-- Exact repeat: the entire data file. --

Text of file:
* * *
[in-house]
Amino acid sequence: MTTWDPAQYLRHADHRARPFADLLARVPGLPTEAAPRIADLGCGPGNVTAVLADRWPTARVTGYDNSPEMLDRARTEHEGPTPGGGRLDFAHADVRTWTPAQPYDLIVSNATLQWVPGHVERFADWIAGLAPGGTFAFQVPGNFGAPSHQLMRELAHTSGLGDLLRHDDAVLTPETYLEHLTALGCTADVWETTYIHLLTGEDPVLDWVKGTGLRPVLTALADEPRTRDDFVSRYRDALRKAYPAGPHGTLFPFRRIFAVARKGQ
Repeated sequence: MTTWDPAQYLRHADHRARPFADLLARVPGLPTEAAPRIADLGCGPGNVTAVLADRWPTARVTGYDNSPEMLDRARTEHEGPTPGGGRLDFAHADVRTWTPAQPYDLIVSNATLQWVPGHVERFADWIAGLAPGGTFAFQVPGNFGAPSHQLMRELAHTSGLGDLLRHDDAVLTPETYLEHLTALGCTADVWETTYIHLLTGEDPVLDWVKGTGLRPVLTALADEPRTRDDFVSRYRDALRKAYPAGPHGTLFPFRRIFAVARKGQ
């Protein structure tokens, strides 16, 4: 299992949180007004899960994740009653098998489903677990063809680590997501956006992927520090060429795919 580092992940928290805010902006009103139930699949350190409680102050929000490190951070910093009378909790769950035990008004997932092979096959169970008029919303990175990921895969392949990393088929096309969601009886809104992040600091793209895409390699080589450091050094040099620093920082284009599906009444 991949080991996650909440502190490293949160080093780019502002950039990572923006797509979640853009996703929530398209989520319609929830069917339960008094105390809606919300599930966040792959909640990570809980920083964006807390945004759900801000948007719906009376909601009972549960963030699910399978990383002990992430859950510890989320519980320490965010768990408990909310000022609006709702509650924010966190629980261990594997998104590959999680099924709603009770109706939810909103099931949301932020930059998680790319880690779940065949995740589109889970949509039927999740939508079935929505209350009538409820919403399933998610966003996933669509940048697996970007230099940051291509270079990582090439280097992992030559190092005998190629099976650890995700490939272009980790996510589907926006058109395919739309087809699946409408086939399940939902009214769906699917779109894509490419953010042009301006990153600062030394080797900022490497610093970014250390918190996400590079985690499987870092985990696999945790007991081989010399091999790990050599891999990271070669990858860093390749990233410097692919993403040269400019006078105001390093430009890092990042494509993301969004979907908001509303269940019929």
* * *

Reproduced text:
[in-house]
Amino acid sequence: MTTWDPAQYLRHADHRARPFADLLARVPGLPTEAAPRIADLGCGPGNVTAVLADRWPTARVTGYDNSPEMLDRARTEHEGPTPGGGRLDFAHADVRTWTPAQPYDLIVSNATLQWVPGHVERFADWIAGLAPGGTFAFQVPGNFGAPSHQLMRELAHTSGLGDLLRHDDAVLTPETYLEHLTALGCTADVWETTYIHLLTGEDPVLDWVKGTGLRPVLTALADEPRTRDDFVSRYRDALRKAYPAGPHGTLFPFRRIFAVARKGQ
Repeated sequence: MTTWDPAQYLRHADHRARPFADLLARVPGLPTEAAPRIADLGCGPGNVTAVLADRWPTARVTGYDNSPEMLDRARTEHEGPTPGGGRLDFAHADVRTWTPAQPYDLIVSNATLQWVPGHVERFADWIAGLAPGGTFAFQVPGNFGAPSHQLMRELAHTSGLGDLLRHDDAVLTPETYLEHLTALGCTADVWETTYIHLLTGEDPVLDWVKGTGLRPVLTALADEPRTRDDFVSRYRDALRKAYPAGPHGTLFPFRRIFAVARKGQ
């Protein structure tokens, strides 16, 4: 299992949180007004899960994740009653098998489903677990063809680590997501956006992927520090060429795919 580092992940928290805010902006009103139930699949350190409680102050929000490190951070910093009378909790769950035990008004997932092979096959169970008029919303990175990921895969392949990393088929096309969601009886809104992040600091793209895409390699080589450091050094040099620093920082284009599906009444 991949080991996650909440502190490293949160080093780019502002950039990572923006797509979640853009996703929530398209989520319609929830069917339960008094105390809606919300599930966040792959909640990570809980920083964006807390945004759900801000948007719906009376909601009972549960963030699910399978990383002990992430859950510890989320519980320490965010768990408990909310000022609006709702509650924010966190629980261990594997998104590959999680099924709603009770109706939810909103099931949301932020930059998680790319880690779940065949995740589109889970949509039927999740939508079935929505209350009538409820919403399933998610966003996933669509940048697996970007230099940051291509270079990582090439280097992992030559190092005998190629099976650890995700490939272009980790996510589907926006058109395919739309087809699946409408086939399940939902009214769906699917779109894509490419953010042009301006990153600062030394080797900022490497610093970014250390918190996400590079985690499987870092985990696999945790007991081989010399091999790990050599891999990271070669990858860093390749990233410097692919993403040269400019006078105001390093430009890092990042494509993301969004979907908001509303269940019929």